Not too long ago I re-connected with a long-time industry buddy who joined the folks at MTC Optics. After we caught up on life, he gave me the lowdown on MTC Optics. These folks make a variety of superb scopes for airgun (and center-fire) use, so I decided to try out the MTC Cobra F1 airgun scope on a nifty bullpup air rifle from FX Airguns, the FX Wildcat Mk II. If you’re interested in learning more about the FX Wildcat Mk II, stay tuned, we’re covering that next week.
The folks at MTC understand air gunning so this scope is designed to focus down to a close-up and air-friendly range of 10 meters. For you new air gunners, if you go to Discount Cheapie Mega Budget Emporium and buy an inexpensive rifle scope for your spiffy new air rifle, you’ll learn that when you shoot at closer-range airgun targets at, say, 10 or 15 yards, things will be out of focus. Most center-fire scopes don’t care about targets that close and aren’t built with a parallax adjustment to focus properly at close airgun ranges.
This MTC scope is most definitely airgun friendly. The 10 to 25-yard adjustments are precise but forgiving, meaning you have a lot of focus ring play to adjust your sight picture just as you want any yardage from 10 to infinity.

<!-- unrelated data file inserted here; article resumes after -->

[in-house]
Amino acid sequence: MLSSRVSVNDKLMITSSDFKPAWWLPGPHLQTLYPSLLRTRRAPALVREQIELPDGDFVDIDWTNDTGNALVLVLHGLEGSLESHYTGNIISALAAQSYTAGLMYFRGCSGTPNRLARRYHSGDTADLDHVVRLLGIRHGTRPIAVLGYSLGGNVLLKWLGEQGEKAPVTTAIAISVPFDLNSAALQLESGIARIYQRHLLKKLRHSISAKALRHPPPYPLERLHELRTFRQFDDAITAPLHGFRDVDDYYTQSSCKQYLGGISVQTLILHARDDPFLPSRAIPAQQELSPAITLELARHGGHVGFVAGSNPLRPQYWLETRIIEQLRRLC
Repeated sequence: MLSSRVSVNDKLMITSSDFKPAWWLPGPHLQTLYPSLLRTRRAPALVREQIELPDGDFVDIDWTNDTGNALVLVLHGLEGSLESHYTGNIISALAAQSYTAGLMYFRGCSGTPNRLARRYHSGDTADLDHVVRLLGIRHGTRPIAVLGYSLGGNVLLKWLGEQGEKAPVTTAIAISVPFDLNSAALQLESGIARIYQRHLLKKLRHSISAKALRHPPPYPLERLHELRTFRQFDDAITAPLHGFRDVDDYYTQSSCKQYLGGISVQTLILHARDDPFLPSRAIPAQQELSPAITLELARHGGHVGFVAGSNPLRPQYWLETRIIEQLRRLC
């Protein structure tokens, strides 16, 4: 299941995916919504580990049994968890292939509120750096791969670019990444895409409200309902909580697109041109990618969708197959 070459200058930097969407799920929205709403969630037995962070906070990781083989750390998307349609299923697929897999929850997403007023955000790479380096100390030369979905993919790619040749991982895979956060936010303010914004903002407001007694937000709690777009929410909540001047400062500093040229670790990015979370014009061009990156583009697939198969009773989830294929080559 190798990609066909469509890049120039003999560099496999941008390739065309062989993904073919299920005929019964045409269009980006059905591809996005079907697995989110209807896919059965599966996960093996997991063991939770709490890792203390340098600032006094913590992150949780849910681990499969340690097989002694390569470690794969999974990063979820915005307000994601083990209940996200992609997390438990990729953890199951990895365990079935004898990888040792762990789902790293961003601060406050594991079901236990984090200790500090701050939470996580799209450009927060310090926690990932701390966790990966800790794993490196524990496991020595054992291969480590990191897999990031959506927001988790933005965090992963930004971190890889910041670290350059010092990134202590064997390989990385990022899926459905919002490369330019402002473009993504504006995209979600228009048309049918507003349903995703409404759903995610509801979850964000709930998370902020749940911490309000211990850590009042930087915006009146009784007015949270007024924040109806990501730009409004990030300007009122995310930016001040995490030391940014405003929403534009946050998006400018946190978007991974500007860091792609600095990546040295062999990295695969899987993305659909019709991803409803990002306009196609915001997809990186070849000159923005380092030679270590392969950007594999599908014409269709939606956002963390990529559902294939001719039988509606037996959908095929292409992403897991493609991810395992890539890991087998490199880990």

The MTC Cobra F1 is a first focal plane scope. Without getting into the weeds, the differences between first and second focal plane scopes relate to the positioning of the reticle relative to the internal lenses. With a first focal plane optic, the reticle grows and shrinks as you adjust magnification. This is a good thing. Since common shooting activities like “holding over” using the reticle marks are proportional, a first focal plane scope enables holdovers to work properly regardless of magnification level. If you know you have to hold on the first hashmark below the crosshairs with your rifle and pellet combo at 50 yards, a first focal plane scope like the MTC Cobra F1 lets you do that at any magnification setting. Second focal plane scopes don’t work like that. Your carefully developed hold-over data only applies at one power level. If you forget and shoot at different magnification, you’ll miss.
Once you try a first focal plane scope, you might never go back. They’re more complicated to manufacture, so they cost a little more, but for me it’s well worth it.
The Cobra F1 SCB2 Reticle
Speaking of reticles, the Cobra F1 has its Small Caliber Ballistic Reticle (SCB2) marks graduated in milliradians so that’s consistent with the turret adjustments per click. The matching graduations keep things simple. A single milliradian (mil) is 36 inches at 1,000 yards, 3.6 inches at 100 yards, and .36 inches at 10 yards.
The big hash marks in the reticle represent a single mil and the short ones in between indicate half-mil adjustments, so you have plenty of holdover precision without resorting to turret adjustments.
The reticle is also illuminated on demand. A dial on the left side of the scope allows you to choose between six different brightness levels. Between each numbered setting, you’ll see a position labeled “0.” That’s an off setting and I like that fact you you can move from you preferred brightness setting to “off” with just one click. It’s a nice touch.